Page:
When I went to Hebrew school in the 1970s, we were still using textbooks from the 1950s. The girls in the illustrations wore short dresses and Mary Janes; the boys wore pie-sized yarmulkes, shorts, and neckties — in their homes!
Somehow I grew up to live a highly engaged Jewish life, but not until I shook off a perception that Judaism was for, well, prim little girls and nerdy boys with neckties and gigantic yarmulkes.
Apparently I wasn’t the only one. Lately I’ve noticed a number of Jewish organizations and individuals marketing themselves in part by addressing negative perceptions like mine. An ad promoting Jewish camping, from Greater MetroWest’s One Happy Camper program, features two kids in a sailboat, and the tag line, “Funny, they sure don’t look like they’re exploring their Jewish heritage.”
The Foundation for Jewish Camp has a similar campaign, this one declaring: “They see total blast. You see tradition.” And the Forward recently ran an essay by local writer Jordana Horn titled “A Jewish Summer Camp That Doesn’t Feel Like One.”
The approach reminds me of how Richard Joel, former head of the international campus Hillel movement, once described his mission: to transform an organization that had a reputation for attracting “the nerds, the dweebs, and the geeks.”
It’s an interesting selling point — essentially, “I can’t believe it’s Jewish!”
In my teens I worked at a camp that was ostensibly “Jewish” but, except for a Friday night blessing and the preponderance of Lacoste alligators, was indistinguishable from a nonsectarian camp. That’s the old-wave version of “I can’t believe it’s Jewish!”
In the new wave, the point is to offer effective Jewish programming that doesn’t remind the kids (and, perhaps more importantly, their parents) of synagogue, Hebrew school, or wherever else they had a less-than-ideal Jewish experience. Horn’s essay is about Eden Village, a Jewish environmental overnight camp in the Hudson Valley. According to its website, campers focus on farming, food, and wilderness to “deepen their sense of personal purpose, contribution, and Jewish identity.”
And it’s not just camps. Last week the Times profiled Rabbi Dovi Scheiner and his wife, Esty, a Lubavitch-trained couple who run the non-Lubavitch Soho Synagogue. The Scheiners are known for “hosting buzz-filled downtown parties without obvious religious content.” The article describes an event at an “art-filled loft on Bond Street in Lower Manhattan” attended by “a stream of stylishly dressed young Jewish professionals: financiers and investors, designers and artists.”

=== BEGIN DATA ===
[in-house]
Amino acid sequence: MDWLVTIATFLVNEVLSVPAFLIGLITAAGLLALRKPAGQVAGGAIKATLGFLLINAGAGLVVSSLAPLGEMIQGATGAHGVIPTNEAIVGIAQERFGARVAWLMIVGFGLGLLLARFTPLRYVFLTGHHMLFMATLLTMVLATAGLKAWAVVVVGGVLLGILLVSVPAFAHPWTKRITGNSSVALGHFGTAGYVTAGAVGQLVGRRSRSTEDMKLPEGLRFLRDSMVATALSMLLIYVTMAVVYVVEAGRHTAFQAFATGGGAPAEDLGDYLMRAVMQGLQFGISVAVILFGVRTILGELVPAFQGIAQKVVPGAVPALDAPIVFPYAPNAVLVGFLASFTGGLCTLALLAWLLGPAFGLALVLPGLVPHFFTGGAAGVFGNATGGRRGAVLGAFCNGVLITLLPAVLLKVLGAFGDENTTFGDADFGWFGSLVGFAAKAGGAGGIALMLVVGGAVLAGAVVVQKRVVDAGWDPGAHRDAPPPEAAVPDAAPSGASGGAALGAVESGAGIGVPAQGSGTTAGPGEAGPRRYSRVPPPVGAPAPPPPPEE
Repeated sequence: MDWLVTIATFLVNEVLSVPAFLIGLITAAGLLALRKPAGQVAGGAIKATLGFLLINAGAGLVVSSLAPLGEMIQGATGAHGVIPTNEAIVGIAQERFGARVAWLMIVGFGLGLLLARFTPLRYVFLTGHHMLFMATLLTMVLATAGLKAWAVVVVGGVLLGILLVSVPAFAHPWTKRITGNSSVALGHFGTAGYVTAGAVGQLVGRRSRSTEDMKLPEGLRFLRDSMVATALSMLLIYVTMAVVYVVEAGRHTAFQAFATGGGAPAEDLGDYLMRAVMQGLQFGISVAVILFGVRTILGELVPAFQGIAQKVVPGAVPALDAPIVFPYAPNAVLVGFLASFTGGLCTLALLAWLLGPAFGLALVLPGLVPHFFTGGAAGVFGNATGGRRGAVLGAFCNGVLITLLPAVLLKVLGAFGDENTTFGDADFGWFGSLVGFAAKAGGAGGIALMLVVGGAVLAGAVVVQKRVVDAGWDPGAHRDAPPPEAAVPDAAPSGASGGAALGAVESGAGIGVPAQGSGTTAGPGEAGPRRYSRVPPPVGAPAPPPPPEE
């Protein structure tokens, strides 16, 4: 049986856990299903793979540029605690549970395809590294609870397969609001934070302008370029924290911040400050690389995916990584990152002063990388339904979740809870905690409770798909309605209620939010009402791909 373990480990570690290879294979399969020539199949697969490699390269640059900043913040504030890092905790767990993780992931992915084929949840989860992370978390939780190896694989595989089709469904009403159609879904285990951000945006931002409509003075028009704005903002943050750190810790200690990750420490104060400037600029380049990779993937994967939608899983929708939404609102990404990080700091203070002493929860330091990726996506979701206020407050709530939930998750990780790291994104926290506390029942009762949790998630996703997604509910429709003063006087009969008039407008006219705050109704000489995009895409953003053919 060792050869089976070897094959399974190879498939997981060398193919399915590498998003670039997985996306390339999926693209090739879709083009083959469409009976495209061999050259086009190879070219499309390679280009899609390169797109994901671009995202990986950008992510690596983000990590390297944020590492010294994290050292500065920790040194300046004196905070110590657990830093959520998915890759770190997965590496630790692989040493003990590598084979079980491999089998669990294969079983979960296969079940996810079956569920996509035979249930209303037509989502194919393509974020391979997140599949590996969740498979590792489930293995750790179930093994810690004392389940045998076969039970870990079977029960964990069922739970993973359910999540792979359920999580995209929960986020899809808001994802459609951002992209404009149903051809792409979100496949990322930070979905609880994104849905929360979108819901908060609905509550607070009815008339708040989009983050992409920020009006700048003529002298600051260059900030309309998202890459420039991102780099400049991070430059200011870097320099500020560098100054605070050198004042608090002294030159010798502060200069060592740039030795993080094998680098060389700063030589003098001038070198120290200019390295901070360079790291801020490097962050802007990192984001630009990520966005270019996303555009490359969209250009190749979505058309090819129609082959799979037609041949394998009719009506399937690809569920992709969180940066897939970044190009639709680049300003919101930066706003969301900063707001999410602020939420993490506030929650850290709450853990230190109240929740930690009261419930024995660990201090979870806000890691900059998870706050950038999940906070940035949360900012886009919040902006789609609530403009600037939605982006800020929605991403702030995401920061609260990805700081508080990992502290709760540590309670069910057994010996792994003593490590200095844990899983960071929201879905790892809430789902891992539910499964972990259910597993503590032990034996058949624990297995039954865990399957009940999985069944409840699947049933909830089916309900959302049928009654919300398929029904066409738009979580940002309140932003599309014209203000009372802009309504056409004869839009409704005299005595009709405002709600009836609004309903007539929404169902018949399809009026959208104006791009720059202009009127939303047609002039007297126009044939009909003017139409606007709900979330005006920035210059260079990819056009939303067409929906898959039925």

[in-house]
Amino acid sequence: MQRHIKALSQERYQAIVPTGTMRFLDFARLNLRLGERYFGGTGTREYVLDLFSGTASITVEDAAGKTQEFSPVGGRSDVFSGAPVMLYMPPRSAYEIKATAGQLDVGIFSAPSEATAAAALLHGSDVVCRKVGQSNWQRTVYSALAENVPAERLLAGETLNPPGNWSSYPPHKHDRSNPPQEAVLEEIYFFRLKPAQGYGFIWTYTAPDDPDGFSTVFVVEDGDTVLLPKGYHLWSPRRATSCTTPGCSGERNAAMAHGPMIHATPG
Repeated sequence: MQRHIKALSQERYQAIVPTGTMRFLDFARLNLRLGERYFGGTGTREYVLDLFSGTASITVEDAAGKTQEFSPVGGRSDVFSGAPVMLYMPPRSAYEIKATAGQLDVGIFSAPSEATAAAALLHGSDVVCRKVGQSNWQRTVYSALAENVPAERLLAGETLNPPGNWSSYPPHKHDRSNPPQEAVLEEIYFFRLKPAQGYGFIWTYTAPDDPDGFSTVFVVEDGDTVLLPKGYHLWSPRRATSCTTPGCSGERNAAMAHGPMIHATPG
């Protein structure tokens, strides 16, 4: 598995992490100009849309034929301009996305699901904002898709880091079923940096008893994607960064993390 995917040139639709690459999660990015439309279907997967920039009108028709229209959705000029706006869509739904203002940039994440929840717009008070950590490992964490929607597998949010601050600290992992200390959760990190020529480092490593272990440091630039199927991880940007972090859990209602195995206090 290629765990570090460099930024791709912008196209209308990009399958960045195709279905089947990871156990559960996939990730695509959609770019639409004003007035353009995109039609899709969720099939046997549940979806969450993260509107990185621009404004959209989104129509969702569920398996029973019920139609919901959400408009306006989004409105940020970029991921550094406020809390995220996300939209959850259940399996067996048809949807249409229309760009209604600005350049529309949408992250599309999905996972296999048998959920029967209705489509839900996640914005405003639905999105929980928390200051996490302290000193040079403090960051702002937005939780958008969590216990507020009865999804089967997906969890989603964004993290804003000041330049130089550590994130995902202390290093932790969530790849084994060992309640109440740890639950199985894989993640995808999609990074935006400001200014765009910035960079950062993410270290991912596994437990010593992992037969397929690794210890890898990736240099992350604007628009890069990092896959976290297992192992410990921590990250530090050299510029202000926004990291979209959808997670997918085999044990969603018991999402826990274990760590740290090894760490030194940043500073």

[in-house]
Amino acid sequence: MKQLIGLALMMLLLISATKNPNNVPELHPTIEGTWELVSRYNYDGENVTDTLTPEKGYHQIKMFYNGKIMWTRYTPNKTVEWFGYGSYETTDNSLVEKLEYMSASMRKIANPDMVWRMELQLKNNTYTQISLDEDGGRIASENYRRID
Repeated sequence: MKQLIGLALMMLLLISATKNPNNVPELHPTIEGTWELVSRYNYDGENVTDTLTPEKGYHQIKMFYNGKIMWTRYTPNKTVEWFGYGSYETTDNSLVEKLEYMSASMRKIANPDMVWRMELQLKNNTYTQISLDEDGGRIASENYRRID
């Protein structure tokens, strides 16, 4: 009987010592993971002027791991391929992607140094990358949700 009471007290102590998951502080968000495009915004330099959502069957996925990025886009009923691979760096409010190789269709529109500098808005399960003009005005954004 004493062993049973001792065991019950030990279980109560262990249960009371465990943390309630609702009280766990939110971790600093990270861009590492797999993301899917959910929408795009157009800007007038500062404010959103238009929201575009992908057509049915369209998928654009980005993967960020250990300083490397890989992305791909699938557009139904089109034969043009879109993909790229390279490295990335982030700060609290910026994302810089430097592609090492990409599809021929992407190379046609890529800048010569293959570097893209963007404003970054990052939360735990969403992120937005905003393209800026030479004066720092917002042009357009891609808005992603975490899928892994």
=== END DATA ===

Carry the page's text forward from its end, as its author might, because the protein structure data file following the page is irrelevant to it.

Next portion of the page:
And yet the approach is not “Jewish-lite” or “Jewish without the Judaism” — or at least it doesn’t have to be. Robert Lichtman, who oversees One Happy Camper as executive director at The Partnership for Jewish Learning and Life, says the goal of its marketing plan is not to water down or disguise the Jewish content of Jewish camps. Rather it is to overcome perceptions of people who, unaware of a revolution in Jewish camps, still associate them with aging facilities, musty equipment, or ladled-on ideology.
Today’s Jewish camps, said Lichtman, find effective ways of connecting Jewish learning with camp life. “If you have the right informal educators, you can find teachable moments on a sailboat or around a campfire,” said Lichtman. Camps can be laboratories for Jewish lessons about nature, community, and conduct.
But first you have to convince the kids and parents, like those who told a marketing firm hired by the Partnership that they don’t want a camp that’s too religious, or too much like “Hebrew school.” Even religious families are looking for Jewish camps with top-notch athletics or arts. “My colleagues and I are competing with a lot of other entertainment and educational options,” says Lichtman. “Our programs need to compete at the same level of quality and attractiveness.”
Apparently, it’s working. One Happy Camper has given out over 800 $1,000 “camperships” for first-time campers. Tracey Levine, who manages the program, has had over 900 consultations with families exploring the idea of a Jewish camp.
I have two reactions to the movement to hippify Judaism, if a movement it is. First, smart marketing doesn’t have to come at the cost of tradition. In the competition for hearts and minds, you have to understand your audience to remove the obstacles that keep them from becoming “customers.” Chabad has proved this over the years, and One Happy Camper is proving it now.
On the other hand, Judaism needs its nerds. Jewish life is a counterculture, and thrives when it offers a critique of the mainstream. If you remove everything that makes Judaism distinct — its languages, its rituals, its texts — you’re left with a pretty thin gruel.
“I can’t believe it’s Jewish!” marketing promotes Jewish communities to people who could never see themselves as part of a Jewish community. Overdo it, however, and you end up not with a Jewish community but with little more than a place where Jews go. The challenge is to make tradition relevant to folks who may have doubts that it is, and to keep it vital for those who never had such doubts to begin with.